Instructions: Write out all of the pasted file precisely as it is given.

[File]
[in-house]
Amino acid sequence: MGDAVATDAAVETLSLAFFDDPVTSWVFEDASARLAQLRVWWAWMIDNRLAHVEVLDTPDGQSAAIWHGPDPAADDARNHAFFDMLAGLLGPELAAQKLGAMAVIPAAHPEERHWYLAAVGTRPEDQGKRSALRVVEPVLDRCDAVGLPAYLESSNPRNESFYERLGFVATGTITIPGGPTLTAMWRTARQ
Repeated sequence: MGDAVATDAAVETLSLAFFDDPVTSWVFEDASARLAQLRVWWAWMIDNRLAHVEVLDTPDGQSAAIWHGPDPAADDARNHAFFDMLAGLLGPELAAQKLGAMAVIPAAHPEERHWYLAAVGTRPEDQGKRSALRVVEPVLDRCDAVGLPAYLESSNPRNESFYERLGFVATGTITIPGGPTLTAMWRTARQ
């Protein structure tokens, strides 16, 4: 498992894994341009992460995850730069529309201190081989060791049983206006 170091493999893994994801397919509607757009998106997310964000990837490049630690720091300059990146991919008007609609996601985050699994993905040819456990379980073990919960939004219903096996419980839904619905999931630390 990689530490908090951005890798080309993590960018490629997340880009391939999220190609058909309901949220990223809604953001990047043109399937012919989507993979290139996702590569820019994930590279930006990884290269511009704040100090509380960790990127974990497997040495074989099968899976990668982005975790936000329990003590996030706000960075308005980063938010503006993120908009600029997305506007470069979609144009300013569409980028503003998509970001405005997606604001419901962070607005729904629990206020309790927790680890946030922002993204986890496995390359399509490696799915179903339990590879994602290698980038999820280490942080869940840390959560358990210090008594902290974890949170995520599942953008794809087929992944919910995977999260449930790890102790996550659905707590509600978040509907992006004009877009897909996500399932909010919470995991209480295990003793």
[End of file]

[in-house]
Amino acid sequence: MGDAVATDAAVETLSLAFFDDPVTSWVFEDASARLAQLRVWWAWMIDNRLAHVEVLDTPDGQSAAIWHGPDPAADDARNHAFFDMLAGLLGPELAAQKLGAMAVIPAAHPEERHWYLAAVGTRPEDQGKRSALRVVEPVLDRCDAVGLPAYLESSNPRNESFYERLGFVATGTITIPGGPTLTAMWRTARQ
Repeated sequence: MGDAVATDAAVETLSLAFFDDPVTSWVFEDASARLAQLRVWWAWMIDNRLAHVEVLDTPDGQSAAIWHGPDPAADDARNHAFFDMLAGLLGPELAAQKLGAMAVIPAAHPEERHWYLAAVGTRPEDQGKRSALRVVEPVLDRCDAVGLPAYLESSNPRNESFYERLGFVATGTITIPGGPTLTAMWRTARQ
């Protein structure tokens, strides 16, 4: 498992894994341009992460995850730069529309201190081989060791049983206006 170091493999893994994801397919509607757009998106997310964000990837490049630690720091300059990146991919008007609609996601985050699994993905040819456990379980073990919960939004219903096996419980839904619905999931630390 990689530490908090951005890798080309993590960018490629997340880009391939999220190609058909309901949220990223809604953001990047043109399937012919989507993979290139996702590569820019994930590279930006990884290269511009704040100090509380960790990127974990497997040495074989099968899976990668982005975790936000329990003590996030706000960075308005980063938010503006993120908009600029997305506007470069979609144009300013569409980028503003998509970001405005997606604001419901962070607005729904629990206020309790927790680890946030922002993204986890496995390359399509490696799915179903339990590879994602290698980038999820280490942080869940840390959560358990210090008594902290974890949170995520599942953008794809087929992944919910995977999260449930790890102790996550659905707590509600978040509907992006004009877009897909996500399932909010919470995991209480295990003793």